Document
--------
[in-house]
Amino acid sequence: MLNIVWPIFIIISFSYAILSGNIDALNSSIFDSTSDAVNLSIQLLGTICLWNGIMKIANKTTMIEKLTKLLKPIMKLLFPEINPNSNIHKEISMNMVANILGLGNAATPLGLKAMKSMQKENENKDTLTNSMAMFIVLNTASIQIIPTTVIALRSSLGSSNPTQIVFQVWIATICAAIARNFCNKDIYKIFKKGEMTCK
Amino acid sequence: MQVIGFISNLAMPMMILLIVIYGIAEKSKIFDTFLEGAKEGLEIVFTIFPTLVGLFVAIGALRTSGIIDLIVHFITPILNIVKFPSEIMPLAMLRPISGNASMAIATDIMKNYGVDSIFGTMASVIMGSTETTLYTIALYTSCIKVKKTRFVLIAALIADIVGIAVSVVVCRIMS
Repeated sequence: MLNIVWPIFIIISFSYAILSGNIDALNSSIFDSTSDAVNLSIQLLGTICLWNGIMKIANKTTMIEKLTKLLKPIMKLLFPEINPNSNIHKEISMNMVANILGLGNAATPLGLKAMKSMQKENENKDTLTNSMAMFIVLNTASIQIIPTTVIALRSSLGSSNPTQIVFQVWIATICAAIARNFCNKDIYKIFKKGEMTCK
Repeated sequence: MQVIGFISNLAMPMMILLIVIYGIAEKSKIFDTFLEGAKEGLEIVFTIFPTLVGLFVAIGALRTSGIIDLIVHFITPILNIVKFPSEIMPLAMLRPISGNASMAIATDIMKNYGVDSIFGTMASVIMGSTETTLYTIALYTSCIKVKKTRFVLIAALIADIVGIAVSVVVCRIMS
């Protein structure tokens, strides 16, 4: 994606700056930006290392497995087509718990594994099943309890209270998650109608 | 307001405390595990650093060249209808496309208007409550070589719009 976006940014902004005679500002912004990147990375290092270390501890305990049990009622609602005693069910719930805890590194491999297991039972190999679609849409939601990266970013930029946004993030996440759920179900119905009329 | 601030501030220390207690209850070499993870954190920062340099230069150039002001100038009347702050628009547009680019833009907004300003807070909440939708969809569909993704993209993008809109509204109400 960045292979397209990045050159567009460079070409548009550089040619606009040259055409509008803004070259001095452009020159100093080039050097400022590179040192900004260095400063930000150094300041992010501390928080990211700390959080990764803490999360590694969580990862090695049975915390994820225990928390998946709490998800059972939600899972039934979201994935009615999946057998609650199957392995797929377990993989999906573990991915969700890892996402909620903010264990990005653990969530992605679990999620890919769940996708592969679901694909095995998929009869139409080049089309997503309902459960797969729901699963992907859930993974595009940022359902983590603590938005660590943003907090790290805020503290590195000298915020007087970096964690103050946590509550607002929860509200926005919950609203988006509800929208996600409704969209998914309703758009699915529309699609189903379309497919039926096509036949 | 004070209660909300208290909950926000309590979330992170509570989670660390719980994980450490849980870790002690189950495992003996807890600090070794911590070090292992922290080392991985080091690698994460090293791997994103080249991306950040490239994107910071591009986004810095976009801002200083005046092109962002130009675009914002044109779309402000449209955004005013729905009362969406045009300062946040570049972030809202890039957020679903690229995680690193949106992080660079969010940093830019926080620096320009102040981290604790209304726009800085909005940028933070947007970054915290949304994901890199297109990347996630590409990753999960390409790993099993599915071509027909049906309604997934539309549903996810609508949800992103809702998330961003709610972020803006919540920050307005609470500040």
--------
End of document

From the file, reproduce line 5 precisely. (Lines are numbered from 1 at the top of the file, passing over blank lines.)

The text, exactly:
Repeated sequence: MQVIGFISNLAMPMMILLIVIYGIAEKSKIFDTFLEGAKEGLEIVFTIFPTLVGLFVAIGALRTSGIIDLIVHFITPILNIVKFPSEIMPLAMLRPISGNASMAIATDIMKNYGVDSIFGTMASVIMGSTETTLYTIALYTSCIKVKKTRFVLIAALIADIVGIAVSVVVCRIMS